Pivotal year comes again
Canadians are intimately involved in the stick-and-carrot strategy ramping up in Afghanistan, a bold – some say desperate – attempt to salvage something from nine years of fighting.
It has been a costly venture, the brunt of the human suffering borne by Afghan civilians. Canada’s toll since 2002 includes 139 soldiers dead, along with four civilians. It’s estimated that by the end of our planned military withdrawal about a year and a half from now, the mission will have cost Canadian taxpayers $18 billion.
What we’ve purchased with that sacrifice remains very unclear. Lists of schools and other development projects to Canada’s credit make an unconvincing answer in the absence of assurance that any shadow of this will remain five years after our troops come home.
Now the message, though we’ve heard similar prognostications before, is that 2010 will be the turning point that will decide whether some political deal can be done that respects the new constitution with human rights. It’s a two-pronged strategy devised by U.S. Army General Stanley McChrystal, head of NATO forces in Afghanistan. The idea is turn up pressure on the enemy in both Afghanistan and neighbouring Pakistan, boosted by U.S. President Barack Obama’s 30,000-troop surge (along with another 7,000 from other NATO countries) while at the same time offering “reintegration,” using enticements such as jobs and education, to so-called moderate elements of the insurgency.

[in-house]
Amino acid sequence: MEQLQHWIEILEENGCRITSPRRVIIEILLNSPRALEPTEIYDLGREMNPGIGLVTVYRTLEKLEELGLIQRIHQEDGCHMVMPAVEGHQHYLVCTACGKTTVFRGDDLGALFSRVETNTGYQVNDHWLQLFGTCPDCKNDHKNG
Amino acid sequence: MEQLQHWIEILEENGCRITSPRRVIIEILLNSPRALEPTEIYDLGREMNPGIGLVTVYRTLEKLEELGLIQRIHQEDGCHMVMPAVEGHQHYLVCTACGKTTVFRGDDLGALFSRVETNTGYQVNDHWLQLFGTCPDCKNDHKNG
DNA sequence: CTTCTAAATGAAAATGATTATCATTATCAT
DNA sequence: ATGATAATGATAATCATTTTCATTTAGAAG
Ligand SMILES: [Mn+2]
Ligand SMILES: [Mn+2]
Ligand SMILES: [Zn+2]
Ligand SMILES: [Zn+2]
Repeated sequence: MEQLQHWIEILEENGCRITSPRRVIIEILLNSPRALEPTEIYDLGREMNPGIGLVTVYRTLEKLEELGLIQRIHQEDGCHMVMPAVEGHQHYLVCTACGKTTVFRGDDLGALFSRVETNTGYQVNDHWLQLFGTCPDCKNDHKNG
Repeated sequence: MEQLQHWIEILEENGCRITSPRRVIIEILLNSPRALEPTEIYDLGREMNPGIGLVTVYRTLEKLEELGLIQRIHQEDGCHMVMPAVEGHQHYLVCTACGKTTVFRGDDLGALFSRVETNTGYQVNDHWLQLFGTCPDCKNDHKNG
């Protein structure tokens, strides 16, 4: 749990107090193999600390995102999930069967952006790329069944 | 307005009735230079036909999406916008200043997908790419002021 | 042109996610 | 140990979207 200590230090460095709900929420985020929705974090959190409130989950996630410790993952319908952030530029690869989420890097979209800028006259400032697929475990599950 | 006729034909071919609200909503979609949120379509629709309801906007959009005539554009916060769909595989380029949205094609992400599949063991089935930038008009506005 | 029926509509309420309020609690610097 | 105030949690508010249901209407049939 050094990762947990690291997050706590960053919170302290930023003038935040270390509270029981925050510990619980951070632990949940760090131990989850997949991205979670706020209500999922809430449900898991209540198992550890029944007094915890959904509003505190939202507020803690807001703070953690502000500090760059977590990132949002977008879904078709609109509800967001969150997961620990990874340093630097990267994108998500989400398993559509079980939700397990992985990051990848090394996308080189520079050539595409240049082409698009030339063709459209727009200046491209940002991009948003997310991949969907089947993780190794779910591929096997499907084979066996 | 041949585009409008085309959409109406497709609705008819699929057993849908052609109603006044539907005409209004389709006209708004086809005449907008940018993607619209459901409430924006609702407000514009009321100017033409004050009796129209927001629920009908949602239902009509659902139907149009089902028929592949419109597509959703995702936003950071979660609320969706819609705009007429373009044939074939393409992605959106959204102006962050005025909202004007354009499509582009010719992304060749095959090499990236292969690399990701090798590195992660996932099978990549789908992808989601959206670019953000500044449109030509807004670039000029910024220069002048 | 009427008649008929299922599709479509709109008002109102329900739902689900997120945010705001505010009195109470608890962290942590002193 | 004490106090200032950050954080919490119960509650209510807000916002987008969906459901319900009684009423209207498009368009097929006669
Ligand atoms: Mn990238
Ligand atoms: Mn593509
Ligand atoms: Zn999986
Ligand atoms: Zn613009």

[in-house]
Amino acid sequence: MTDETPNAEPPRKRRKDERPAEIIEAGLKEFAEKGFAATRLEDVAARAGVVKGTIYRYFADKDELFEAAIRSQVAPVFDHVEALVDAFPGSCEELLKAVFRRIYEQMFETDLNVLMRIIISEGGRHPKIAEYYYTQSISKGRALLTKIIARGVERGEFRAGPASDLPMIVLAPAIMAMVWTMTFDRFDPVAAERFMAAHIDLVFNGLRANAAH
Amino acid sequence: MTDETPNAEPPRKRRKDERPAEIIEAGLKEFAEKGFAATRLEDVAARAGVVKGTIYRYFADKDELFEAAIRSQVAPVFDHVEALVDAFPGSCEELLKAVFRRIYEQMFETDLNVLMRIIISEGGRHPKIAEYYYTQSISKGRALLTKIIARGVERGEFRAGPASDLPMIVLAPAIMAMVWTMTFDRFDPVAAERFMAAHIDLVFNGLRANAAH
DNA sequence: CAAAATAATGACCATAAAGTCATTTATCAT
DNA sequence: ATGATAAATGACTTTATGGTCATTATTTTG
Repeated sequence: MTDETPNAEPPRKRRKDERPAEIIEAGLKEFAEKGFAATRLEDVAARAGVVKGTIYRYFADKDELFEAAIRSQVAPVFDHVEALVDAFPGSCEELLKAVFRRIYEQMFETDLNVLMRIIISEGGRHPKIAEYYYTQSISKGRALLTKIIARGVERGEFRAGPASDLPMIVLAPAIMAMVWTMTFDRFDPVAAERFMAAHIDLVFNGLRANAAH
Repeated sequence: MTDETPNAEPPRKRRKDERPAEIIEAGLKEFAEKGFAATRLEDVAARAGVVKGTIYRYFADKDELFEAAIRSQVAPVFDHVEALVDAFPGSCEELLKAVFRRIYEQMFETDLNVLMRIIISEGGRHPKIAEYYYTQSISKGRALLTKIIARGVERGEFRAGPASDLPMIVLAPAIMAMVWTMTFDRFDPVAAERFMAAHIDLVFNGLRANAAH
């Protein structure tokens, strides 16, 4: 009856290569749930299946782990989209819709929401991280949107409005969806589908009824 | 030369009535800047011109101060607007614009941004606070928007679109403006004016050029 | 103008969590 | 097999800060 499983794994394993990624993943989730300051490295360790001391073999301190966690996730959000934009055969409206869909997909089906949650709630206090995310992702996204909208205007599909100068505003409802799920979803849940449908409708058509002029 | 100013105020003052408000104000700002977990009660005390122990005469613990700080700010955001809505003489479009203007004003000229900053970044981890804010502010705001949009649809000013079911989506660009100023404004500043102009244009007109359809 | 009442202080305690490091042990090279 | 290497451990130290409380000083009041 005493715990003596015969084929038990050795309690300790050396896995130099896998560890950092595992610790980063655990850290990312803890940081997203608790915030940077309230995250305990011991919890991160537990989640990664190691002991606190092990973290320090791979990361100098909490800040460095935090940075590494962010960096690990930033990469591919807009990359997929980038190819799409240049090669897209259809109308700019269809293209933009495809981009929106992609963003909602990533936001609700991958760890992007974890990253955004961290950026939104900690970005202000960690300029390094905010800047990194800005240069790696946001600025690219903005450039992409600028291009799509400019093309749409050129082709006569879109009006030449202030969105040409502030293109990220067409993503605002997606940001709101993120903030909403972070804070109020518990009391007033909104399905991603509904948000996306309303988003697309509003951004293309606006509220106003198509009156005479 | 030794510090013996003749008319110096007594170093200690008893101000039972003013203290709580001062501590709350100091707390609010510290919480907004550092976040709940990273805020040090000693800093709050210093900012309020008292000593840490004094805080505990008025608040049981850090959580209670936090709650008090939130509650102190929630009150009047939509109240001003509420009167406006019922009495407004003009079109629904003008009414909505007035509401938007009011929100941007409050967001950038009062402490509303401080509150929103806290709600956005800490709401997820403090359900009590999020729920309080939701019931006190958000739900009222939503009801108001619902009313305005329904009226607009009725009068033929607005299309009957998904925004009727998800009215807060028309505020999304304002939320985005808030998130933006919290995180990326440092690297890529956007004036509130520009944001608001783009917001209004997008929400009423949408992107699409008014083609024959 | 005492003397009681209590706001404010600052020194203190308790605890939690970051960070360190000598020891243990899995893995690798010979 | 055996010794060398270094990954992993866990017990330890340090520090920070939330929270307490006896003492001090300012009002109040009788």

This, it is hoped, will be enough to coax some of the Taliban leadership to engage in peace talks that could bring “reconcilable” factions into the government. So we have the generals declaring on the one hand that there’s no military solution in Afghanistan while Canada’s top commander there, Brigadier-General Daniel Menard, speaks enthusiastically about new offensives and is optimistic the back of the insurgency can be broken because ordinary Afghans will decide “they’ve had enough.”
We can only hope some of this turns out to be right, though there are lots of critics eager to dismiss it as elaborate face-saving on the part of the 42 NATO countries involved.
Canada officially supports the strategy, while remaining cautious about investing in the reintegration idea. No doubt part of the reason for this hesitancy is that it’s a long political climb-down from the government’s position that all the fighters opposing our presence in the country are “terrorists” – or “detestable murderers and scumbags,” in the memorable words of then Canadian chief of defence staff, Gen. Rick Hillier – to the position that large numbers of those fighters might end up in the Afghanistan army and police force even as their leaders take their places in government.
The situation is complicated and messy. It always was, but when our government’s domestic communications strategy consists of easily memorizable talking points there just aren’t any blank spaces left on the sheet for complications.